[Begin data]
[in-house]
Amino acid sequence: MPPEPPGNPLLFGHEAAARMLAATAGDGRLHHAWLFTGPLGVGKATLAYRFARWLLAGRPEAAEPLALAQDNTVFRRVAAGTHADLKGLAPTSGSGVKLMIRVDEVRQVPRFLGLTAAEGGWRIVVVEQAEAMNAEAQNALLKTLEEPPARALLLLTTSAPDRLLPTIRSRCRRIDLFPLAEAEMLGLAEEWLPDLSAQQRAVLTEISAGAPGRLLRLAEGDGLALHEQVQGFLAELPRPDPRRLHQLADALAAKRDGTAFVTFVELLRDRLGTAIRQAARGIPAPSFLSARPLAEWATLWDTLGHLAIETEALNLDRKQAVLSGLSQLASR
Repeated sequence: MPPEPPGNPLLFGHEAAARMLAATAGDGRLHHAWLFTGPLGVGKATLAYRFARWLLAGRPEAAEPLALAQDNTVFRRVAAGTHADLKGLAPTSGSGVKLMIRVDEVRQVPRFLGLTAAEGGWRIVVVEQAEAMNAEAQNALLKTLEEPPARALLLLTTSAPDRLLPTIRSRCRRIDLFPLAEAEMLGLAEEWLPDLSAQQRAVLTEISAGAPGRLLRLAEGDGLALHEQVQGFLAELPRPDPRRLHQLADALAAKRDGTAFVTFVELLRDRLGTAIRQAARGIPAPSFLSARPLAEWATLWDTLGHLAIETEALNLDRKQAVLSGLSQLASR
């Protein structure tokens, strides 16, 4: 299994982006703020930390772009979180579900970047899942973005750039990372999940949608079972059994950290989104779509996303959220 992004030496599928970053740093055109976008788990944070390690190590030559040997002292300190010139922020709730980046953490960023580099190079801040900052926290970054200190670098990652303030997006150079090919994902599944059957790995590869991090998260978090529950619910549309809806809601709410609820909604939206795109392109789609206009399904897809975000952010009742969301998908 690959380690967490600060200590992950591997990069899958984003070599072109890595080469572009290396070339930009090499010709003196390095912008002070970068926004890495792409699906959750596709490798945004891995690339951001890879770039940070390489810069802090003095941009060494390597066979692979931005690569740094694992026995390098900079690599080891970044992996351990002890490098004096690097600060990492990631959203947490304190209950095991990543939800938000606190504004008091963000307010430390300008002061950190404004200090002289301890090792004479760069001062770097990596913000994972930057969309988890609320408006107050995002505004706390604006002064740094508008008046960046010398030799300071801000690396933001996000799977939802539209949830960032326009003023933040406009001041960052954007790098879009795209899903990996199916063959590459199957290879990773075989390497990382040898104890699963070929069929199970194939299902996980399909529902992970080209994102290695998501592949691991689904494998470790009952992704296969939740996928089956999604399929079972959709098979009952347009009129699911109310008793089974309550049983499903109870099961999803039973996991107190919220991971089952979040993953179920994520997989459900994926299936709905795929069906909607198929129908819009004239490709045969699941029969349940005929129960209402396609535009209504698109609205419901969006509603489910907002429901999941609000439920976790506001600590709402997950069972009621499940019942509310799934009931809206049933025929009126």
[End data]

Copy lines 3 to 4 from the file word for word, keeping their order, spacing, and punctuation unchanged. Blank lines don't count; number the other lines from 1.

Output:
Repeated sequence: MPPEPPGNPLLFGHEAAARMLAATAGDGRLHHAWLFTGPLGVGKATLAYRFARWLLAGRPEAAEPLALAQDNTVFRRVAAGTHADLKGLAPTSGSGVKLMIRVDEVRQVPRFLGLTAAEGGWRIVVVEQAEAMNAEAQNALLKTLEEPPARALLLLTTSAPDRLLPTIRSRCRRIDLFPLAEAEMLGLAEEWLPDLSAQQRAVLTEISAGAPGRLLRLAEGDGLALHEQVQGFLAELPRPDPRRLHQLADALAAKRDGTAFVTFVELLRDRLGTAIRQAARGIPAPSFLSARPLAEWATLWDTLGHLAIETEALNLDRKQAVLSGLSQLASR
């Protein structure tokens, strides 16, 4: 299994982006703020930390772009979180579900970047899942973005750039990372999940949608079972059994950290989104779509996303959220 992004030496599928970053740093055109976008788990944070390690190590030559040997002292300190010139922020709730980046953490960023580099190079801040900052926290970054200190670098990652303030997006150079090919994902599944059957790995590869991090998260978090529950619910549309809806809601709410609820909604939206795109392109789609206009399904897809975000952010009742969301998908 690959380690967490600060200590992950591997990069899958984003070599072109890595080469572009290396070339930009090499010709003196390095912008002070970068926004890495792409699906959750596709490798945004891995690339951001890879770039940070390489810069802090003095941009060494390597066979692979931005690569740094694992026995390098900079690599080891970044992996351990002890490098004096690097600060990492990631959203947490304190209950095991990543939800938000606190504004008091963000307010430390300008002061950190404004200090002289301890090792004479760069001062770097990596913000994972930057969309988890609320408006107050995002505004706390604006002064740094508008008046960046010398030799300071801000690396933001996000799977939802539209949830960032326009003023933040406009001041960052954007790098879009795209899903990996199916063959590459199957290879990773075989390497990382040898104890699963070929069929199970194939299902996980399909529902992970080209994102290695998501592949691991689904494998470790009952992704296969939740996928089956999604399929079972959709098979009952347009009129699911109310008793089974309550049983499903109870099961999803039973996991107190919220991971089952979040993953179920994520997989459900994926299936709905795929069906909607198929129908819009004239490709045969699941029969349940005929129960209402396609535009209504698109609205419901969006509603489910907002429901999941609000439920976790506001600590709402997950069972009621499940019942509310799934009931809206049933025929009126």